Sorry for the delay. I think you have exposed at least 3 bugs in the
1. It's possible for in.mpathd to get confused and think that a
replacement ipif is a test address. In your case, the
replacement ipif was the 0.0.0.0 NOFAILOVER address that
appeared on bge49000 after bge0's link was brought down, and
removed from bge49000 when bge0's link was brought up.
It is straightforward to enhance in.mpathd to ignore these.
2. In the case where a test address is considered a duplicate,
in.mpathd currently provides very confusing output. In
particular, it first states that probe-based failure detection
has been disabled (but does not indicate on which interface),
and then states that it has been enabled (because a test
address is available).
I should point out that (2) is exposed because of (1); once (1)
is fixed, this bug will again be masked, except for the obscure
case of someone setting IPv6 link-local addresses. However,
even in the IPv6 case, I'm not sure that in.mpathd has to
report a warning (I'm looking into it further).
However, assuming we do continue to check for duplicate test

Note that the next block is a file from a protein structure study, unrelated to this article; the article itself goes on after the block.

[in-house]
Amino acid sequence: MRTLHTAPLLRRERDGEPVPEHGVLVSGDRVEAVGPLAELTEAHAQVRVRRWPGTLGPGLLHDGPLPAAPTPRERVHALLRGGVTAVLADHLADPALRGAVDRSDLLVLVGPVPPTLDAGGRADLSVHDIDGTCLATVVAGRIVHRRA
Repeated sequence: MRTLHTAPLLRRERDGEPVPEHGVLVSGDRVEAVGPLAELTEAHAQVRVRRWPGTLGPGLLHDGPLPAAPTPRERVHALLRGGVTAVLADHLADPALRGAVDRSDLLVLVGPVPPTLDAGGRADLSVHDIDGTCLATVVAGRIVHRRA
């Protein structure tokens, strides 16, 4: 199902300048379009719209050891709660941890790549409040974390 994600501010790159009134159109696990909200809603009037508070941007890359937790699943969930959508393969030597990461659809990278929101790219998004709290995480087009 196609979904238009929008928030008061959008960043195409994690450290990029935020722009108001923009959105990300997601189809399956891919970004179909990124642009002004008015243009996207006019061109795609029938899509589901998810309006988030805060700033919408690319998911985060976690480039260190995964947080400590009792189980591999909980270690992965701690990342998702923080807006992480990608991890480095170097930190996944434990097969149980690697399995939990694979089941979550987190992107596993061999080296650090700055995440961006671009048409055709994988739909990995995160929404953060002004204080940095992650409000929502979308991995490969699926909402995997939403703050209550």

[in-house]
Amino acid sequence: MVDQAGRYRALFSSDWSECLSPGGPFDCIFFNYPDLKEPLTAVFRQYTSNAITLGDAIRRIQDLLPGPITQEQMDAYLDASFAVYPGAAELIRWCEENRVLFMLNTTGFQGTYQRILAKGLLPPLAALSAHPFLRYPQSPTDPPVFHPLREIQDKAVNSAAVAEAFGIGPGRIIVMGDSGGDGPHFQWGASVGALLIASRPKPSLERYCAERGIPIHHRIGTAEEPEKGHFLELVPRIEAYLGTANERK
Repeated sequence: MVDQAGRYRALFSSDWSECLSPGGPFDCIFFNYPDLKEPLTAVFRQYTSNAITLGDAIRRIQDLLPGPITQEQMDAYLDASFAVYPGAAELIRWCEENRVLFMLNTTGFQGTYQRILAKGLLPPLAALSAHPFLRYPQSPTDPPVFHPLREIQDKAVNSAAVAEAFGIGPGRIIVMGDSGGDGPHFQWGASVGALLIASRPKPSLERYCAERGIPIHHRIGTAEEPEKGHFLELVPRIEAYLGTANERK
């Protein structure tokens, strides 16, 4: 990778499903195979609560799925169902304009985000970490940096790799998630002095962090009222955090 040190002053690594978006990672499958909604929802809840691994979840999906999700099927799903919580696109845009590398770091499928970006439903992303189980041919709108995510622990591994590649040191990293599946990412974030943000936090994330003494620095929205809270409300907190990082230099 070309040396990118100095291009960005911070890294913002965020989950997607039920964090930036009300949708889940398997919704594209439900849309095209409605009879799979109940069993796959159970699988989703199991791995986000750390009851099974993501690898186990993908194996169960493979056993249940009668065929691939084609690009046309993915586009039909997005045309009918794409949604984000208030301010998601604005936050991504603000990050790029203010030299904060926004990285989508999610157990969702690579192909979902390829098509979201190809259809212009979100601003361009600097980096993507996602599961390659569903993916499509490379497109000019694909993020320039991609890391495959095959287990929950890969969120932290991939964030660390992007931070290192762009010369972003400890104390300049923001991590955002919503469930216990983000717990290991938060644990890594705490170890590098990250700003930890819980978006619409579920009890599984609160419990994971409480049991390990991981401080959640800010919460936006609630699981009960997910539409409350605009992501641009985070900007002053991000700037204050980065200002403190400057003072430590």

addresses, the logic needs to be updated to (a) indicate the
interface on which probe-based failure detection has been
disabled, and (b) not subsequently contradict itself and
indicate that probe-based failure detection has been enabled.
3. Even when a test address is flagged as a duplicate, in.mpathd
still enables probe-based failure detection -- despite its
claims to the contrary. This then leads to the case you hit,
where an interface never repairs because probe-based failure
detection is left enabled but cannot possibly succeed.
Again, if (1) is fixed, this issue becomes masked again --
though it should be fixed.
I have a fix for (1) available that I can putback to Nevada immediately.
Please let me know if you'd like to test it.
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